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I've never had a real New England Clambake, but many years back we used to have a seafood shop that used to sell "Love Buckets" which you would order the day before you needed it. The Love Bucket consisted of a potato chip tin (a bit smaller than a 5 gal bucket) filled with 2 chicken lobsters 1 doz large shrimp, 1 doz cherrystone clams, 2 doz mussels, red skin potatoes and corn on the cob all seasoned with Old Bay crab seasoning. You would take the bucket home, pour two beers into it, put it on the stove over high flame, cover with the lid (which had holes poked into it to allow steam to escape) and steam for 20 mins. While the bucket steamed you would melt butter for dipping. Heck of a deal for $34.95 and if you took the potato chip tin back to him he would give you $5.00 back! The only real problem with his cooking directions is that the shrimp, mussels and clams were always overcooked. I only did that once and learned to add those later in the steaming process.
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Old 07-31-2006, 04:50 AM   #8
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1-800-Live-Lob or wwwLiveLob.com

I got one of these as a gifts for our last two anniversaries from my parents. A Maine Shore Clambake Deluxe. It comes with literally everything you need AND instructions on how to prepare it. I'm sure it's quite expensive, but I live in a part of the country where there isn't a lobster tank in sight. I can get live clams during the Christmas holildays -- that is, the time of year when I'm either preparing a party, going to a party, or eating lettuce and drinking water to recover between parties. These annual gifts from Mom and Dad are such a pleasure. The FedEx guy looks at the box and asks, "this isn't really live .....???" Yup. Live lobsters, live clams. Yuummmm. As I said, they come with all the instructions on how to prepare it from beginning through eating. And Yes, my parents are from New England originally, and give it their stamp of approval. Last year 3 of the clams were dead, this year only one (they pack enough to allow for that). When I called Mom she gave me a quiz. I passed. (How do you know if a clam is dead?)
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Old 07-31-2006, 04:54 AM   #9
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it uses it's foot to kick a bucket?

umm, if you tap it, it doesn't close. but some are dead while closed, so the corollary is they're also no good if theyy don't open when cooked.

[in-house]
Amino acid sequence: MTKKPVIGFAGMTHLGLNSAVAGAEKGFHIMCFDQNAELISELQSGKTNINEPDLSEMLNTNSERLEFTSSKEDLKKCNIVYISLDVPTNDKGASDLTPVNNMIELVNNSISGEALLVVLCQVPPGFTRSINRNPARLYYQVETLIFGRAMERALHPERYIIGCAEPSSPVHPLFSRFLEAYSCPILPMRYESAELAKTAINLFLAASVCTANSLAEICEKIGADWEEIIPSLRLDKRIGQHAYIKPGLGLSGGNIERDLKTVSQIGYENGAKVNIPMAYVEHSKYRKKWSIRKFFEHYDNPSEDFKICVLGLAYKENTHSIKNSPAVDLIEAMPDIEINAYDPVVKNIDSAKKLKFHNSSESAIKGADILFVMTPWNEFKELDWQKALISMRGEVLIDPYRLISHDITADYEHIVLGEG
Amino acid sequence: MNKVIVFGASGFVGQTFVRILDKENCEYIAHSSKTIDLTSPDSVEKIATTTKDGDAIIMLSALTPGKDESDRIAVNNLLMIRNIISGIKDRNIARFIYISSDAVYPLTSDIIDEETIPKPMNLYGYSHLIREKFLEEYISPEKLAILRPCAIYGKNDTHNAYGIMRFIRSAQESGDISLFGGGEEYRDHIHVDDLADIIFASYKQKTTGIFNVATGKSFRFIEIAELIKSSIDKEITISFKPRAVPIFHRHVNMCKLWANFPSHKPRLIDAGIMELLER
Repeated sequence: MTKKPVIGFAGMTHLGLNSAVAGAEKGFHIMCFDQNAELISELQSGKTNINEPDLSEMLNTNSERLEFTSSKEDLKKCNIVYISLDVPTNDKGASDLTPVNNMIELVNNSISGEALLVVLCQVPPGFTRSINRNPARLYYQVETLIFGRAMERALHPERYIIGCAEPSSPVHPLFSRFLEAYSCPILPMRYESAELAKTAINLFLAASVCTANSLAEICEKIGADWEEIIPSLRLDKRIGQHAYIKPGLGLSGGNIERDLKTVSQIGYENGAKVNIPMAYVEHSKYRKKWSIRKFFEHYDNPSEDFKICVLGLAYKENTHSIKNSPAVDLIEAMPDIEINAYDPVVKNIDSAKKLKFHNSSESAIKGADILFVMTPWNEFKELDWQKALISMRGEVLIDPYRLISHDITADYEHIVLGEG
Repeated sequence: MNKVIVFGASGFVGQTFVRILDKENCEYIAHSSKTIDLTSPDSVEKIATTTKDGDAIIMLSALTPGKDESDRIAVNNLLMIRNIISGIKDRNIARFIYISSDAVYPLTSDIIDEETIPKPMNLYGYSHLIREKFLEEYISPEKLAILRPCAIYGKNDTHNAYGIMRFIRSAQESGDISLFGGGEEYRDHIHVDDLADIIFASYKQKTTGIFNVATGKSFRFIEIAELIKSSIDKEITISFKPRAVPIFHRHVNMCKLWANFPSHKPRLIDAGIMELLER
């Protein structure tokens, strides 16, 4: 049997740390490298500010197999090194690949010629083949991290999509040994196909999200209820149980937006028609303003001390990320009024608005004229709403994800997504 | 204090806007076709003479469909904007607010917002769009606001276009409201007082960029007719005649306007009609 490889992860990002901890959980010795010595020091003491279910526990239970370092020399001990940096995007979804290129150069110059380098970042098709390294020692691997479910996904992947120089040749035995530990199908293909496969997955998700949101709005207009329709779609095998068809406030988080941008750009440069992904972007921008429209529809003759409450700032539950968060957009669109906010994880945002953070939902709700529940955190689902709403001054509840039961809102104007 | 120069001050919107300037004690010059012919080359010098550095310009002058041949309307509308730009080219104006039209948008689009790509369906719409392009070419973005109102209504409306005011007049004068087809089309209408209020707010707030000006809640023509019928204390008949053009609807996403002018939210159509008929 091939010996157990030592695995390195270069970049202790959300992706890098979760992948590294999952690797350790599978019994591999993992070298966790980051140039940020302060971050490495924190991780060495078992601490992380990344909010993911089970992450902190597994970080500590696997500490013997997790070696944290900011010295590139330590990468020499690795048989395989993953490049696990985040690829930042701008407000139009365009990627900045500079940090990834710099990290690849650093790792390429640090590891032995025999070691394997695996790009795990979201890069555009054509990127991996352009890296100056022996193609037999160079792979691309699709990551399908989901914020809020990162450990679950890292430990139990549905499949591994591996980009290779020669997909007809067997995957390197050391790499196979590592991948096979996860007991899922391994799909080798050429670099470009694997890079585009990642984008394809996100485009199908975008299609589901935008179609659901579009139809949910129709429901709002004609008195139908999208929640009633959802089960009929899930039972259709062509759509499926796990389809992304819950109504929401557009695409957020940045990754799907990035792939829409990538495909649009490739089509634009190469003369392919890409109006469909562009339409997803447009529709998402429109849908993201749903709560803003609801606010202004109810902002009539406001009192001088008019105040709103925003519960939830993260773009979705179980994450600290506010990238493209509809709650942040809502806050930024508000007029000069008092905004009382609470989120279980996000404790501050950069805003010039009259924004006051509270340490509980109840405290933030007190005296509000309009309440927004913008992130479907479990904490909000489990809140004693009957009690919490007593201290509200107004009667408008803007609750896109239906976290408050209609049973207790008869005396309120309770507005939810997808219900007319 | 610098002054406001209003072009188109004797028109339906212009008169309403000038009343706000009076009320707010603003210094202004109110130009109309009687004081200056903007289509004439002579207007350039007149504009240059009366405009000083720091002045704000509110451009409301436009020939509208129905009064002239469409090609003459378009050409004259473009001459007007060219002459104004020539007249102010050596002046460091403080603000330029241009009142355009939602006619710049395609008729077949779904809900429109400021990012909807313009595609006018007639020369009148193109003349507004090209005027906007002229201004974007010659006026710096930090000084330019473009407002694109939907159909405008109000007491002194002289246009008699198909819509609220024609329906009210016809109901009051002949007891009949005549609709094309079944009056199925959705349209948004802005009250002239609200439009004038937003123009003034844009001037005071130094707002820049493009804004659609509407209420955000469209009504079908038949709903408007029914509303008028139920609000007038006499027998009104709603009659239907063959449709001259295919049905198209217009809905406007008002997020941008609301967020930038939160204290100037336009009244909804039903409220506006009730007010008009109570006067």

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Old 08-01-2006, 05:34 AM   #10
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Yup, Bucky, I passed it. You thunk them together and watch them close. THEN you still throw out any that do not open when cooked. In this case one was borderline ... the shell was broken. I actually think it was alive, but don't believe in taking chances when it comes to shellfish.

When we did these from scratch, though, we tended to steam/boil things separately. Why? MY BIGGEST stock pot, and I own a big one, can only handle a clam bake for 2 or 4, and 4 is pushing it. You need a LOT of water to drown a pair of lobsters.

When we lived in DC I'd buy "clambakes" from Sutton Place Gourmet. They came with instructions and industrial-sized aluminum containers (meant to put in your oven or on your grill). But when my parents lived there, they'd go to Waterside and buy it all from scratch. BUT --- say you're feeding a half dozen people. Trust me, it isn't going to fit on one pot, period. If I was cooking for more than four, every single burner on the stove would be going. I'd be lying down in the middle of the kitchen floor, sweating, between courses. But as a general rule I think lobsters go on the bottom, corn and potatoes in the middle (they have to be small reds or they won't cook before your lobsters turn to rubber) and clams, oysters, mussels go on top. You can layer them with seaweed, ti (hey Wasabi), banana leaves -- or really nothing at all. When the clams open, you know everything is done.